Asia: Growing adoption of natl. guidelines on responsible business conduct increases pressure on companies

Author: Melissa Chong, Eco-business, Published on: 21 February 2019

"The rising tide of regulations on business and human rights: Could Asia be next?", 13 Feb 2019

…We’ve come a long way since…the voluntary United Nations Guiding Principles on Business and Human Rights (UNGPs)…Today, more than 40 million people continue to be victims of modern slavery—two-thirds of them in Asia. And most of them work in industries embedded deep within global supply chains…By 2018, eight of the G20 countries had passed legislation to minimise the impact of modern slavery on supply chains…Could Asia be next?

In August 2018, Thailand announced plans to develop a National Action Plan on Business and Human Rights (NAP) [that] will include strengthened policies requiring companies to protect human rights in the priority areas of labour, land, environment, human rights defenders and cross-border investment and multi-national enterprises…“What is happening in Thailand and also in India…”, said Livio Sarandrea, Business and Human Rights Advisor from UNDP…

At the United Nations, negotiations are underway for a binding treaty requiring governments to regulate the activities of businesses…Over the last few years, there has [also] been an observable rise in civil society’s response to corporate responsibility on human rights…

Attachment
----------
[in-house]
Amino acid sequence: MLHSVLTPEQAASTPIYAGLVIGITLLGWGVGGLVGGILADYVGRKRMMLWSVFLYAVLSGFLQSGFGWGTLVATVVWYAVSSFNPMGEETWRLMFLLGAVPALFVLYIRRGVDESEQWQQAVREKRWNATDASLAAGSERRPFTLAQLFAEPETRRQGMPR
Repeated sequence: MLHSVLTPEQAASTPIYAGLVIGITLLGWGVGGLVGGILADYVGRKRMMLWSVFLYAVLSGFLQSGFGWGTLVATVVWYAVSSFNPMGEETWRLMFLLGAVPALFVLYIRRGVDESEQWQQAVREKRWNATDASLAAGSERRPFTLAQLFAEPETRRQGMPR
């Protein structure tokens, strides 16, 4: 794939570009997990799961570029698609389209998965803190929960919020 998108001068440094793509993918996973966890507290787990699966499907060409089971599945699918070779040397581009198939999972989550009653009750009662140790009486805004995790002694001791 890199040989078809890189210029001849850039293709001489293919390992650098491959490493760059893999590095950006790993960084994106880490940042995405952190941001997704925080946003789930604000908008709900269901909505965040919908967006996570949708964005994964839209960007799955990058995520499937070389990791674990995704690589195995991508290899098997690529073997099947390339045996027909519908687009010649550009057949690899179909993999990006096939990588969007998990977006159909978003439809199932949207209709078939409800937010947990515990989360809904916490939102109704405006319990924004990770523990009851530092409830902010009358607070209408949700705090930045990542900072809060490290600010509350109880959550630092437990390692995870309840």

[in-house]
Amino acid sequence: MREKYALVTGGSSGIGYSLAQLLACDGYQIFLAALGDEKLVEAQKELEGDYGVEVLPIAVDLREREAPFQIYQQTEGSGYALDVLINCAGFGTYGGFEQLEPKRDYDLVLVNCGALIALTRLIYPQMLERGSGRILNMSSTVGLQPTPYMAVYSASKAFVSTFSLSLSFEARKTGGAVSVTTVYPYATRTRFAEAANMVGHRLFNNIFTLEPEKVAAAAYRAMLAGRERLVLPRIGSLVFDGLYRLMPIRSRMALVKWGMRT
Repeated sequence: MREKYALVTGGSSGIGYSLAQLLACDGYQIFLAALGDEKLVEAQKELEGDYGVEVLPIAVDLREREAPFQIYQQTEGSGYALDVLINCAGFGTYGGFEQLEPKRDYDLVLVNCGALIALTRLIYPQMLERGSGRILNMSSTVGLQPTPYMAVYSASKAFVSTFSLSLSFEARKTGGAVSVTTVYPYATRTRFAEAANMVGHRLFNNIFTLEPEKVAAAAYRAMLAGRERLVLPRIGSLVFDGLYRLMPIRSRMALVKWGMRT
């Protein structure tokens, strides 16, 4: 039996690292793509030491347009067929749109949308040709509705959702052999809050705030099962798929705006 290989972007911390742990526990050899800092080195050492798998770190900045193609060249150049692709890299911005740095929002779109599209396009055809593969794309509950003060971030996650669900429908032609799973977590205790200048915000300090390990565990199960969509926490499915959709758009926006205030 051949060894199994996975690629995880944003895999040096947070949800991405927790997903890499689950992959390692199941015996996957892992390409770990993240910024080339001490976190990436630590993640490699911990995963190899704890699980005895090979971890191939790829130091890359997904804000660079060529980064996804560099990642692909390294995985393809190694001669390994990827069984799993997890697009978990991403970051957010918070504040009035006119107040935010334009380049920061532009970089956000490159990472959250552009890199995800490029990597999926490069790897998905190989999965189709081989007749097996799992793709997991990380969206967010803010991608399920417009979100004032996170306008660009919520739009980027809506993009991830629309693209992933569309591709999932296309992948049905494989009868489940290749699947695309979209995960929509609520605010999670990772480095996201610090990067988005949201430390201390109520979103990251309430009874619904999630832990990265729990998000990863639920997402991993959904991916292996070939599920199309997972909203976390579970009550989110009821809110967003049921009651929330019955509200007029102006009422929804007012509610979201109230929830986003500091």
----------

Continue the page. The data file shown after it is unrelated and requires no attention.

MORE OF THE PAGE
“There is a growing business and human rights movement in Asia and we can see this in the growing interest on the formation of groups to look at business and human rights issues in the region”, added Golda Benjamin, [the Business and Human Rights Resource Centre’s] Southeast Asia researcher…

In this part of the world, high-profile cases on human rights abuses by companies continue to fuel public outcry. We continue to learn of catastrophic dam collapses in Laos, forced evictions in Cambodia and murders of human rights defenders in India. Against this backdrop, perhaps the case is clear: there is increasing pressure for companies to be transparent—and not only in the aftermath of such catastrophes…

Read the full post here